Business class is the highest level of service and comfort on Virgin Australia. You’ll find it on most flights to/from major hubs and cities across Australia, plus international hops to Bali, Fiji, Japan, New Zealand, Samoa and Vanuatu.
Consisting of eight leather recliners in a 2-2 layout – often (though not always) with a perspex screen between the business and economy cabins – the experience includes lounge access where available, complimentary food and drinks, WiFi and more.
Passengers also receive a boosted checked luggage allowance of two 32kg bags, versus a single 23kg bag whenever flying on a Choice or Flex economy fare.
Best Virgin Australia 737 business class seats
Taking wing across the majority of its Boeing 737 fleet – this includes the -700 and -800s, as well as the newer MAX 8 – Virgin Australia business class is more or less the same no matter which bird you fly on.
That said, there are some differences worth noting (although these will become less common as the airline completes its $110 million 737 fleet upgrade by late 2025.)
Featuring a 38-inch (92cm) pitch and 19.5-inch (49cm) width, each leather recliner sports an adjustable headrest and tray table tucked in the arm rest, plus a small slide-out drinks shelf and universal power outlet to keep your devices charged up.
That power outlet is handy on longer runs, as Virgin offers streaming-only entertainment plus WiFi Internet access on selected aircraft. Free WiFi is provided to business class and Velocity Platinum members for the duration of the flight.
(Look for a WiFi symbol on the departures board at the gate or lounge prior to boarding, or on the overhead locker of Row 1 to see if WiFi is on your flight.)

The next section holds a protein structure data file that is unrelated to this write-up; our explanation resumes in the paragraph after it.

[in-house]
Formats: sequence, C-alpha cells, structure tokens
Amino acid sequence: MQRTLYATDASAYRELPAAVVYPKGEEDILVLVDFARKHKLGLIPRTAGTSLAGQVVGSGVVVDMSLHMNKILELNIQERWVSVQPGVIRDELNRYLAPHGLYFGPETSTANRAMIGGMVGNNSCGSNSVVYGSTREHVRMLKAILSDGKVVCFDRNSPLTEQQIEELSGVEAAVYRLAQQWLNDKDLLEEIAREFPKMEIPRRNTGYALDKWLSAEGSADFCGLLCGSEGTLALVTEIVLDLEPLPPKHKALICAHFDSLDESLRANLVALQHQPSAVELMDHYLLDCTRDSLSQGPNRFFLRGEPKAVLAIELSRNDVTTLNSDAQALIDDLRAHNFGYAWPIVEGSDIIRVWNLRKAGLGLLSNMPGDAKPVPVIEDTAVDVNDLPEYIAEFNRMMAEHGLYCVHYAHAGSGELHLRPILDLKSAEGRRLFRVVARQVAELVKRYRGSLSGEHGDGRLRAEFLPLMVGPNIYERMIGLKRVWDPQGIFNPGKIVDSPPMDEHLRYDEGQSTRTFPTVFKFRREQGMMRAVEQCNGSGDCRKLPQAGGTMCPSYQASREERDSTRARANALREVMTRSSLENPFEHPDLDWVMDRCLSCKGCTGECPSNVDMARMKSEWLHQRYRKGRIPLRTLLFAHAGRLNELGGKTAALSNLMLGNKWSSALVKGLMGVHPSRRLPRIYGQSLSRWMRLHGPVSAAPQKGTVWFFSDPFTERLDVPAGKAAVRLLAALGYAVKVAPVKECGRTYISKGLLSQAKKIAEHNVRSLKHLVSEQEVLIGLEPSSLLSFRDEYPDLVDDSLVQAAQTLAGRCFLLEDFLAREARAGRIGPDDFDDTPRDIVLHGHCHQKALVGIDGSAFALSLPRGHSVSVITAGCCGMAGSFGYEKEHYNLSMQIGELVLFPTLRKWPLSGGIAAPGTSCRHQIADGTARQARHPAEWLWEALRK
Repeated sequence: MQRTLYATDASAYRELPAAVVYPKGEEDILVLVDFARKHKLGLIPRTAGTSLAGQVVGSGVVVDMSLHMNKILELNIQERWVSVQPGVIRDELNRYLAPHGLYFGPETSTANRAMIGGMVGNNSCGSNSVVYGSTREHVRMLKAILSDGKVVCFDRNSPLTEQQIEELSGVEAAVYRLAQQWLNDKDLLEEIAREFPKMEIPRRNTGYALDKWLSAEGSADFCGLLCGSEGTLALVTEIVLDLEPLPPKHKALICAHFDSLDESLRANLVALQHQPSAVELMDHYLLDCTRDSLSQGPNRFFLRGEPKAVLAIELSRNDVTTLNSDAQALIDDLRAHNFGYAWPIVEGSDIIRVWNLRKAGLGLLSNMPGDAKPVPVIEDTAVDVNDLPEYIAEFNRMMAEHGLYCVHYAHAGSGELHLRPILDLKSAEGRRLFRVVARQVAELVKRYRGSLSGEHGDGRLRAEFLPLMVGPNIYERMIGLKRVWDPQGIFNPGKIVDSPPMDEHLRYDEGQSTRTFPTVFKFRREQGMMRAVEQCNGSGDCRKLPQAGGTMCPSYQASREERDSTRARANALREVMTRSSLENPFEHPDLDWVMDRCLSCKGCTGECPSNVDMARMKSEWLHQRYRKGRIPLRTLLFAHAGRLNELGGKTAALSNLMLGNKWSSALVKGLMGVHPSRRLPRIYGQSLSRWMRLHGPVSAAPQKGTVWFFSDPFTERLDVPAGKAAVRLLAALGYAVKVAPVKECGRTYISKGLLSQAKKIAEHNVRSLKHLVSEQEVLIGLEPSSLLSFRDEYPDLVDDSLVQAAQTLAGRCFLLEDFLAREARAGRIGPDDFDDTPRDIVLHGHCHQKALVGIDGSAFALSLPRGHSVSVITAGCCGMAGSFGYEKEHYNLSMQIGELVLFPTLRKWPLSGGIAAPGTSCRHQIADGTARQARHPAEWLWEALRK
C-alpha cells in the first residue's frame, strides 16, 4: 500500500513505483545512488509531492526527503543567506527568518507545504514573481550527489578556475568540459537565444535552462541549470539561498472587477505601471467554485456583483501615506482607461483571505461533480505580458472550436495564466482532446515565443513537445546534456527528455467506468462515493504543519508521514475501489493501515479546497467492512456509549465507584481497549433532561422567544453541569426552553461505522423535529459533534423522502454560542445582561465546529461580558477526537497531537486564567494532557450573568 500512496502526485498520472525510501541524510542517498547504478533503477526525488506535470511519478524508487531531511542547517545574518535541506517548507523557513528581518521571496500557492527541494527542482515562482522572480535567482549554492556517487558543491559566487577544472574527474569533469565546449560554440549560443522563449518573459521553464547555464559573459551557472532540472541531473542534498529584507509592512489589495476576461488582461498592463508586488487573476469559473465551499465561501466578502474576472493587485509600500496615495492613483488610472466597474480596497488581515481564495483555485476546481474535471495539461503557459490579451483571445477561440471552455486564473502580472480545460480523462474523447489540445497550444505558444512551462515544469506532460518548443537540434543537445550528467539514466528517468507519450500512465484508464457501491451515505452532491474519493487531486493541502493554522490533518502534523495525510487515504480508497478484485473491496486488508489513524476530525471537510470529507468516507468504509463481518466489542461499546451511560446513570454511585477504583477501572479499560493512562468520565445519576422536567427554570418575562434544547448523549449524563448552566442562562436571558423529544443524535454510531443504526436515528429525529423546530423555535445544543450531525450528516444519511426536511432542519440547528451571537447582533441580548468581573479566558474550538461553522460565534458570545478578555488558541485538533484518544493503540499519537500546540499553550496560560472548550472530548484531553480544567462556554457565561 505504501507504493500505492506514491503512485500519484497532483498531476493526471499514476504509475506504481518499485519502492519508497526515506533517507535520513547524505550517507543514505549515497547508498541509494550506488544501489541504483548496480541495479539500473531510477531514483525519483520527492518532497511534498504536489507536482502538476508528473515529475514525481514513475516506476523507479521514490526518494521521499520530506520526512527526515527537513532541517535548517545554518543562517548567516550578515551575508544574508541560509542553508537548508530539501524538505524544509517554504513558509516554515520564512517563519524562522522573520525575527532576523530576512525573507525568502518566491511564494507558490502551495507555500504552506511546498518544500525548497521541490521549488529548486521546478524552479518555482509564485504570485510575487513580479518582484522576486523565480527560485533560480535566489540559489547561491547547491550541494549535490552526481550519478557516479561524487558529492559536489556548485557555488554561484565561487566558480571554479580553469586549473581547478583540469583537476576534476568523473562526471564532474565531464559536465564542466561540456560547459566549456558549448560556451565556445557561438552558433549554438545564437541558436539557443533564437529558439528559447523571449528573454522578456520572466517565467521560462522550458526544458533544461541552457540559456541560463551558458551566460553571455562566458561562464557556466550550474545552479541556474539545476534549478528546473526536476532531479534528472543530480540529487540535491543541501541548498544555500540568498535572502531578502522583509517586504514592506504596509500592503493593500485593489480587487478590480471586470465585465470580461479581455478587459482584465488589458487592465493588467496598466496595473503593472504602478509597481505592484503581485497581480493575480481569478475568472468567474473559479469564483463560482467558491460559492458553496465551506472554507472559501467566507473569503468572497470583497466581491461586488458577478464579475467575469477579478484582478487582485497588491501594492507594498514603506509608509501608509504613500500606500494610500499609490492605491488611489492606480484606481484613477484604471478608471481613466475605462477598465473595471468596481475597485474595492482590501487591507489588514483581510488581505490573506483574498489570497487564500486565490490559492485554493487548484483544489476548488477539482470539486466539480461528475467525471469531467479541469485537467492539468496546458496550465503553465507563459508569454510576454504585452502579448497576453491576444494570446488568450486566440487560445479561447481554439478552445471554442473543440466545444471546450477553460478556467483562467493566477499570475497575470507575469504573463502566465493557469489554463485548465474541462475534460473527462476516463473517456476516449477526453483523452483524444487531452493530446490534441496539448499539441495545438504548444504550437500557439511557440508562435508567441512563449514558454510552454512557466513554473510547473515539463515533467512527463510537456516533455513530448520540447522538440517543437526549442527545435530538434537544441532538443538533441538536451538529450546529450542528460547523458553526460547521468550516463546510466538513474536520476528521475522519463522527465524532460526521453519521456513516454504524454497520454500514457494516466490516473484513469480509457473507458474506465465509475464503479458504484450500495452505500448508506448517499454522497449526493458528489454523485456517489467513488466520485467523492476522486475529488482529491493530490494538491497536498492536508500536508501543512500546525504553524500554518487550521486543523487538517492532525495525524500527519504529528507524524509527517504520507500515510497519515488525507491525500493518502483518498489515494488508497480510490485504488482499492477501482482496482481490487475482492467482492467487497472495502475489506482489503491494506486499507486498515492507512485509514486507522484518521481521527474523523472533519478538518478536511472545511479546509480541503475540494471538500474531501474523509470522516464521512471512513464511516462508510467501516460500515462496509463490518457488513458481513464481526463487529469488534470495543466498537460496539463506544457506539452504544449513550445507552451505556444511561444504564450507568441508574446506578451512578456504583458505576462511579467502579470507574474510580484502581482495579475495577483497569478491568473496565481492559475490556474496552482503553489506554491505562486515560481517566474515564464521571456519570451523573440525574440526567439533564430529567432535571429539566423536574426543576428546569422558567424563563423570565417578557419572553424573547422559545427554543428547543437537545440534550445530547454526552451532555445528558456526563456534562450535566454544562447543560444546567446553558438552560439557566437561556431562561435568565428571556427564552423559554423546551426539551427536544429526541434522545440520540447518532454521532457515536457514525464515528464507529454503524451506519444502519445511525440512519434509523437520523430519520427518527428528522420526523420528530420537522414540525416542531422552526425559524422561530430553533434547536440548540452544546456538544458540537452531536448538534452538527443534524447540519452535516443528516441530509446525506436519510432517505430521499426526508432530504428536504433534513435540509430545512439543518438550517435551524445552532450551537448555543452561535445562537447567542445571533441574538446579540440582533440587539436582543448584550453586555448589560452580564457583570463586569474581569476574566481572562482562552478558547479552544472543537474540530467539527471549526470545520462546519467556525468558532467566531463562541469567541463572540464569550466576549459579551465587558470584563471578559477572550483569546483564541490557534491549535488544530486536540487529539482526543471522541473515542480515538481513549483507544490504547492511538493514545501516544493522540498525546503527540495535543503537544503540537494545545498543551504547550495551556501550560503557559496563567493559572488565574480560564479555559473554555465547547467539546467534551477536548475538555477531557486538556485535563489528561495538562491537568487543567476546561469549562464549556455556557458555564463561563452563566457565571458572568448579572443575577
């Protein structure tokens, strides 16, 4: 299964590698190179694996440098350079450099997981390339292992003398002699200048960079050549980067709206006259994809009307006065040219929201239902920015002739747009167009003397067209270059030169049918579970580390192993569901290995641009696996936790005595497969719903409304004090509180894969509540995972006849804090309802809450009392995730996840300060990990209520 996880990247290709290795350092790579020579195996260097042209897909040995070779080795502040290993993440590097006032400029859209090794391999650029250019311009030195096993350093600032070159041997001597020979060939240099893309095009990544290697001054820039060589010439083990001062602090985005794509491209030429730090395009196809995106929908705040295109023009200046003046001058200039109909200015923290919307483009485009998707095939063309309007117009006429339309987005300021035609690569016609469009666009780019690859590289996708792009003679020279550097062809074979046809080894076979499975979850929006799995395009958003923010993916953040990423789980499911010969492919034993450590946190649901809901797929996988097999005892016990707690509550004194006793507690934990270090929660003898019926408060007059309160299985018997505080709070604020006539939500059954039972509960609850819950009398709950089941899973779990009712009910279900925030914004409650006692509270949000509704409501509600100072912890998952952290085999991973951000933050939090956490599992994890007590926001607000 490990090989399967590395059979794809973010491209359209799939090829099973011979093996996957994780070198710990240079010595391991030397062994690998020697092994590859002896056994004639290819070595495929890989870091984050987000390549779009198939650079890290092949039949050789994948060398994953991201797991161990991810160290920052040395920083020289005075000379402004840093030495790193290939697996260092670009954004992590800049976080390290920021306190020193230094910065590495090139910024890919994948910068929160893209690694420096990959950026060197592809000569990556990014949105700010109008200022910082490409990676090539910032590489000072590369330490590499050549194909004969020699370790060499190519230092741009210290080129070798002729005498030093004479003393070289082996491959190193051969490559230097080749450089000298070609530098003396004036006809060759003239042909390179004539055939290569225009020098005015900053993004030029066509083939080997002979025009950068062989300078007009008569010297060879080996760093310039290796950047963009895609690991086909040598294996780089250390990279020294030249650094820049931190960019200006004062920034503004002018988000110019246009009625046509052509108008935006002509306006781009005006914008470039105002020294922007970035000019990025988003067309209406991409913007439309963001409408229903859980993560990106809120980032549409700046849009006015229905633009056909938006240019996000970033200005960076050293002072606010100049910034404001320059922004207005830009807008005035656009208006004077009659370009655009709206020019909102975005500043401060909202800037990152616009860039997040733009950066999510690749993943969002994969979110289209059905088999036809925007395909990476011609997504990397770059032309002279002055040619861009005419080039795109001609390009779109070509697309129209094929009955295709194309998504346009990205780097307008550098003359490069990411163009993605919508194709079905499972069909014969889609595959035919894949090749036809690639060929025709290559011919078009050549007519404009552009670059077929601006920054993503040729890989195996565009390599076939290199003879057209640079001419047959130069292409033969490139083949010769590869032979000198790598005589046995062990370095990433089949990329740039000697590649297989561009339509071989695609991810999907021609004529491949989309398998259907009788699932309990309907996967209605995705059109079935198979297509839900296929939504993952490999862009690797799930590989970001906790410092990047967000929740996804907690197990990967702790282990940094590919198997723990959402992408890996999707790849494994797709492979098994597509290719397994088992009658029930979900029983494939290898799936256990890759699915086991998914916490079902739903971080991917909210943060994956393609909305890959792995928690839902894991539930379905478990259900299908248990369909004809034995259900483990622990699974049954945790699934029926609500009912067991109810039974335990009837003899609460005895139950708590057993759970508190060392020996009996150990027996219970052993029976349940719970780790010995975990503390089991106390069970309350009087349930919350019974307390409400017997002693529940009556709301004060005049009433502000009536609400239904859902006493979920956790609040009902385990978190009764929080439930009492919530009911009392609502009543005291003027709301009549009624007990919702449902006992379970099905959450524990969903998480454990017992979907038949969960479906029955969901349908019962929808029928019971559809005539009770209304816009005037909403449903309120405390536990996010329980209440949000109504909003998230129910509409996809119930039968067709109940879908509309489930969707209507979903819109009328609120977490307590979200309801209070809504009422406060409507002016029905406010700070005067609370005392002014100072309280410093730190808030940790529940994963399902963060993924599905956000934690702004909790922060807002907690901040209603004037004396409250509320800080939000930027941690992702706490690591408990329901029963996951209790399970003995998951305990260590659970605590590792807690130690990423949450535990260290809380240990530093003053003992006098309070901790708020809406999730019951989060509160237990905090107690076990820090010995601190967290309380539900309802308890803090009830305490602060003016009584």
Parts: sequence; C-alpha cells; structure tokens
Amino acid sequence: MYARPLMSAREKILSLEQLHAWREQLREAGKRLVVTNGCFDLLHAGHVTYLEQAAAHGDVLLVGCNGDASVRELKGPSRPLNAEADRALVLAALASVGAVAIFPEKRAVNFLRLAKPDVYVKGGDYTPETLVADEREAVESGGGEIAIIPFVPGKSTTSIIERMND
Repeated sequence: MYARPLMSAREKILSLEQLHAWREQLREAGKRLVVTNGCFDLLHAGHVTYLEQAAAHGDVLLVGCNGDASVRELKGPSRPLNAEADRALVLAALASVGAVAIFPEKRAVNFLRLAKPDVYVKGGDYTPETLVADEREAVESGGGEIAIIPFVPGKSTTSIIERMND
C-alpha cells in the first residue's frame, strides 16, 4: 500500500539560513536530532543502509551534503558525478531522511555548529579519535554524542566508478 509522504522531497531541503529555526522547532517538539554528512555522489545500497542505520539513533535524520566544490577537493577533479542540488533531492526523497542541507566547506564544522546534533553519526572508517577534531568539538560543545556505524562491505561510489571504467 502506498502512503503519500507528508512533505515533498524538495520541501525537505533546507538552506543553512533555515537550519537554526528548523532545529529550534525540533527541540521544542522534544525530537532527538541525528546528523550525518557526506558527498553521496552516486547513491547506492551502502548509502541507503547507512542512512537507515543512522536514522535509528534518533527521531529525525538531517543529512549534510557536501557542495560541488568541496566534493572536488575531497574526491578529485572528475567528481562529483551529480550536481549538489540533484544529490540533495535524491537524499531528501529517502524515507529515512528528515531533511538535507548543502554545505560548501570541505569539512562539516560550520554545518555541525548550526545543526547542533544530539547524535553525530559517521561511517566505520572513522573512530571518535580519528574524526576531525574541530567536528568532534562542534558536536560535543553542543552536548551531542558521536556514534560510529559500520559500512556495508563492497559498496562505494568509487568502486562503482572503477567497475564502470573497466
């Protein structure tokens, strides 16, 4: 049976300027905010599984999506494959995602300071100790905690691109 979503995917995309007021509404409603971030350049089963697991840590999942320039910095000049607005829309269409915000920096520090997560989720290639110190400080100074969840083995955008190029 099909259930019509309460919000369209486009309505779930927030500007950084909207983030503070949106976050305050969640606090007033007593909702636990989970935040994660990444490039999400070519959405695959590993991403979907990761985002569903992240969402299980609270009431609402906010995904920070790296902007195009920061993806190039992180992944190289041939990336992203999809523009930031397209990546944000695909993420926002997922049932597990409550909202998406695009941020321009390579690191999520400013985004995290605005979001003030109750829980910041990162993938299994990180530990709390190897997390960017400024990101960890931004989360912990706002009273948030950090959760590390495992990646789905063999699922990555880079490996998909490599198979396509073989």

While a seat in Row 1 would generally be viewed as the best option, given you’re most likely to be served first and receive your preferred meal choice, there’s a slight trade-off for this front row experience in both storage and leg-room.
The bulkhead means bags need to go in the overhead bin for take-off and landing, while the wall-mounted (and rather stiff) storage pouch is smaller than the seatback one for Row 2.
With that in ind, Row 2 is your best choice, as those seats benefit from greater legroom (under the one in front), and if you have a long journey ahead, that extra space to stretch your legs is definitely appreciated.
Refurbished aircraft and the newer Boeing 737 MAXs feature a new Virgin Australia business class seat which, while similar to its predecessor, is sleeker and more streamlined.
Key differences are a small legrest, water bottle nook between the seats and additional storage areas either side of your legs, all of which add up to a more user-friendly setup.
Virgin Australia 737 business class: lounge access
More than just a roomier seat, holding a business class ticket unlocks entry to Virgin lounges in seven locations across Australia: Adelaide, Brisbane, Canberra, Gold Coast, Melbourne, Perth and Sydney.
You can enjoy complimentary food and drinks (think barista-made coffee, tea, juice, Australian wines and a selection of beers), as well as high-speed internet access and showers. Bookable meeting rooms are available in select lounges.
Business class passengers travelling with carry-on only can also make use of a Premium Lounge Entry in Sydney and Brisbane, which bypasses the main departures hall thanks to a dedicated check-in and security screening.
Opening times are rather limited for both premium entries though: weekdays between 5am-8am for Sydney and 8am-10am for Brisbane.
Virgin Australia does not have its own international lounges. However, Velocity frequent flyers and business class passengers can access domestic lounges in Adelaide and the Gold Coast prior to international flights, as they share the same terminal.